So if you work at you passion for ten hours a day every day, then in three years you should become proficient. This does not mean you will be good or creative, just proficient at what you do, playing the piano, painting or, in my case, photography.

From 1969 through to 1983 worked as a professional and artistic photographer, so I have already done the thousands of hours of practice in studios, darkrooms, film sets, in exotic and horrid locations so I have served my apprenticeship of thousand of hours of practice and I was beginning to get recognition for the use of my skills with publications and exhibitions. I taught photography for an American a university and lectured on photojournalism

Then I stopped and packed my stuff away

Three years ago I started to learn gain, the hours I spent at college and working have helped me to feel and see again. I found my world had changed, equipment had got bigger and is totally dependant on batteries, it was also much more expensive and was obsolete the moment you bought it.

I found the quality of the image I was seeing was weakened by a dependence on colour and electronic manipulation. Images are made to be looked at mostly on a screen, not held or seen by reflected light.

This is all good, now anyone, with no need for thousands of hours of learning and practice, can record a good image, which is correctly exposed and framed to remember an event or a place they visited. The is no need to adjust the apparatus, there is no need to consider the variables or to use these to interpret the scene, the computer chips will do this automatically to pre-determined visualisations.

I tried for a while to adapt to this new world, but I found that too much had been lost, so I thought I would go back to where I left off, working with large format analogue cameras and printing with high quality papers and processes. But this had all disappeared, the pares and chemistry has been replaced by digital processes and ink printing. Cameras using chemical films and sensitised silver salts were not being made, lenses were using electronics to decide exposure and focus and the instruction books only talk about the technical resources in their hundreds of pages, most say nothing about visualisation of the techniques of photography. Camera manuals were once only five of six pages and half of this was depth of field tables.

By accident I went on a wet plate collodion workshop in London, run by John Brewer. I had planned to go on a platinum printing workshop in Cambridge and flights were booked, but the instructor was ill, so as I was I the UK, I went to the london workshop.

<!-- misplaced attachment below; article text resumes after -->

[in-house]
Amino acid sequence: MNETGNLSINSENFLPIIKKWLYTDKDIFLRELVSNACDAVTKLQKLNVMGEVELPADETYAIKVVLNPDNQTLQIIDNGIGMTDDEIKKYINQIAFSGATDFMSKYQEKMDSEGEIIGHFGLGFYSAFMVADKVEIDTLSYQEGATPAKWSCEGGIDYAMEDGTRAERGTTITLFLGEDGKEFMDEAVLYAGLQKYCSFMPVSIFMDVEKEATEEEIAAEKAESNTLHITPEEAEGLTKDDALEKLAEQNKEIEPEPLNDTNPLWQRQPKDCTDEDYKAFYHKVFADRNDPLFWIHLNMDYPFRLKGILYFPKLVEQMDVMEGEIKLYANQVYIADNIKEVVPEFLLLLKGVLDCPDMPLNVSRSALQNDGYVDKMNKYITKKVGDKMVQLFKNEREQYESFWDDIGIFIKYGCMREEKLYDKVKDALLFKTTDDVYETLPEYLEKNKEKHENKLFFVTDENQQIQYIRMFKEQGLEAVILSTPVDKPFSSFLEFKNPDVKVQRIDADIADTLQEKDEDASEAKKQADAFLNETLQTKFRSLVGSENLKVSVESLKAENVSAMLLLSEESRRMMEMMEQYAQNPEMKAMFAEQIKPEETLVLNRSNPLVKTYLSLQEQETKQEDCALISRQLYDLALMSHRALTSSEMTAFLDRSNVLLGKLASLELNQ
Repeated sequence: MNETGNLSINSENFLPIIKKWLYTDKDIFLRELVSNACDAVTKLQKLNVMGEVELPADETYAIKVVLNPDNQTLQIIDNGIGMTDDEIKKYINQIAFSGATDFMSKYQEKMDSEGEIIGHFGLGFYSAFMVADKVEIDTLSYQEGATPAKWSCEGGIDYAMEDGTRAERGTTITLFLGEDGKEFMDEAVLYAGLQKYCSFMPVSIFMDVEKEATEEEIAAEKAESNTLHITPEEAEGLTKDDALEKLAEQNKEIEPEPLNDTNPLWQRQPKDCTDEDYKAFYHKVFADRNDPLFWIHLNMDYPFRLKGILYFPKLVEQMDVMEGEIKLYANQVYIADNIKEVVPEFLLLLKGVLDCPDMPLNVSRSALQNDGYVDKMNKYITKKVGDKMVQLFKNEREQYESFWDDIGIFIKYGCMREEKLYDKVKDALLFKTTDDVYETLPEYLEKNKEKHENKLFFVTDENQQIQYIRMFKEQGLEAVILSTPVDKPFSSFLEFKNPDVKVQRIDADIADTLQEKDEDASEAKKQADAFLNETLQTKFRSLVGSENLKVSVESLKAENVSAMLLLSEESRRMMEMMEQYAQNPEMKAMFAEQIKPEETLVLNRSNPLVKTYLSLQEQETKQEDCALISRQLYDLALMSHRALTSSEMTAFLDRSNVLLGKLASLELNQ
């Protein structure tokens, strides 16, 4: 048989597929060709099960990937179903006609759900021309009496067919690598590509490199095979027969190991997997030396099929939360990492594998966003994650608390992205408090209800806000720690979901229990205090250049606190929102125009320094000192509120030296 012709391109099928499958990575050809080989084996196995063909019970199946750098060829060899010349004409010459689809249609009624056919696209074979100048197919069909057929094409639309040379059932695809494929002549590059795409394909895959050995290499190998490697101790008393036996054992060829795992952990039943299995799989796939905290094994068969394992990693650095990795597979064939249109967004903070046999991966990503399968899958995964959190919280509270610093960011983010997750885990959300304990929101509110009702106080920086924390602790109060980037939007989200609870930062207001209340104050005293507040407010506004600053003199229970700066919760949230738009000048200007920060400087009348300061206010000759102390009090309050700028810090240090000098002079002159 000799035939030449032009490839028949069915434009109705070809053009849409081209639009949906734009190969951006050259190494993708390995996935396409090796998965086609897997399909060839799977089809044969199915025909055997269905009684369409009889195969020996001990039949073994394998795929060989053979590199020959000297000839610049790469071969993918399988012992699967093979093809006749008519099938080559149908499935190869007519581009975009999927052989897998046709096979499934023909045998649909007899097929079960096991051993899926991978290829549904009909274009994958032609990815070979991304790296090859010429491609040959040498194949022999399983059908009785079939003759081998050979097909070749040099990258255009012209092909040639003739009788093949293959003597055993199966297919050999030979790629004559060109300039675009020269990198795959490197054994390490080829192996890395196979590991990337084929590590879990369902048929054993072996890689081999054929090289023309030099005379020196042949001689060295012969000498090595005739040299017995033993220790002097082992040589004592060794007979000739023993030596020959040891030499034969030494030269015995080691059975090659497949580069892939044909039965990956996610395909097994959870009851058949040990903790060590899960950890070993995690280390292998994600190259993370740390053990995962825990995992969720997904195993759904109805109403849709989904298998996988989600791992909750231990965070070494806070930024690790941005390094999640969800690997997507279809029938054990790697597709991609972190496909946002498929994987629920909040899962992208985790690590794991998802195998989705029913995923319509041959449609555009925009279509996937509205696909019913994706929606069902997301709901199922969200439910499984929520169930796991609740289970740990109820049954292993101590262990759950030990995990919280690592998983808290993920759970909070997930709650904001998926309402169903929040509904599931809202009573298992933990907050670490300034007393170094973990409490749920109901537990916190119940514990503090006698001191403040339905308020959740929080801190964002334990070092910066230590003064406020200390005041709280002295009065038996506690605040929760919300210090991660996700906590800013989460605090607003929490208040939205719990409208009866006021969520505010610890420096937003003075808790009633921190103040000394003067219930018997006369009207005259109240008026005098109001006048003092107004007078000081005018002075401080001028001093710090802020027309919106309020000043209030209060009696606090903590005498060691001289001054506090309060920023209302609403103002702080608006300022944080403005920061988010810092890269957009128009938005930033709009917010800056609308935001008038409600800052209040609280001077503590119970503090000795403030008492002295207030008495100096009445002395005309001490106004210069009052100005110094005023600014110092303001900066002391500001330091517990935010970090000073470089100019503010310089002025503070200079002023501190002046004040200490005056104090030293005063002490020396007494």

Wet Plate is a technique which dominated photography in the 19th century, it was still in use commercially in some graphics applications until the middle of the 20th century, due to the high quality it allows. It is a simple process, but like many simple things, it needs a lot of practice – a lot.

It was refreshing to be a complete beginner again and I thought it would be a good way for me to get back into traditional photography.

So – three years later, I have started again.

It has meant a total immersion in learning and practicing. I wa not sure where I would find my ‘niche’, so I have experimented with a wide range of techniques and a large selection of equipment.

I already had a lot of stuff from my earlier work and I found that equipment which was once beyond my budget, was selling on ebay for pennies – so I bought a lot of cameras, lenses and equipment to experiment with.

I found that most cameras had not used for taking photographs, but were bought for collections – nearly all had problems, especially the ones over 100 years old. I have had to repair and replace parts, adapt film holders, . I also had to find the types of equipment I was happy with and which lenses I could use to give the “feel” I wanted for my ideas.

So,I now have a lot of stuff I will not be working with and will be putting back onto the market.

John Brewer has become a friend, he has come to our place in the South of France several times now to give his Wet Plate Collodion workshops.

I have built new darkrooms in our accommodation in Villa Roquette, I have also put a mobile darkroom on the road (essential for local landscape work with wet plate photography)

I have a selection of classic wood and brass cameras for sale, these are all adapted to work well for wet plate photography, all are complete, are ready to take photographs immediately and all have been used by me. I will give a collodion plate which I have taken with the camera.

All the cameras have a lens which is suitable for the format of the camera.

Prices depend on the size (half plate, full plate or larger) and the lens or lenses supplied, the prices start at 250 euro.

If you book one of our residential collodion workshops, you can choose a camera to work with and if you like it – keep it and we give you a discount of up to 50 percent off the price of the camera.

New Wetplate Workshop at VillaRoquette

Wetplate collodion photography workshop at VillaRoquette

John Brewer using a 19th century camera at Villa Roquette

Our next workshop at Villa Roquette wetplate collodion workshop september 2025 will be on the weekend of September 26/27 2015.

It is run by John Brewer wetplate collodion workshops.

The cost of the two day workshop is £325, or £475 which includes two nights full board accommodation. All materials are included and there is a wide selection of cameras and equipment for your use. Payment can be made in UK Sterling or euro

The accommodation includes a double room so you can bring your partner, there is only a small extra charge of £25 if the second person wishes to join us for lunches and dinner on the two days, breakfasts are included already.

Students on the course can come earlier and stay later, as many days as they like. All darkroom and lab facilities are available and our cameras can be used. There would be a charge for extra materials and chemistry used

An interesting feature of this course is the availability of a fully equipped mobile darkroom designed for wetplate work.

Wetplate collodion workshop at villaroquette with mobile darkroom

Mobile Darkroom camera on roof

Students on the collodion course can get into the beautiful local countryside and make wet plate collodion work. We use both tin and glass plates.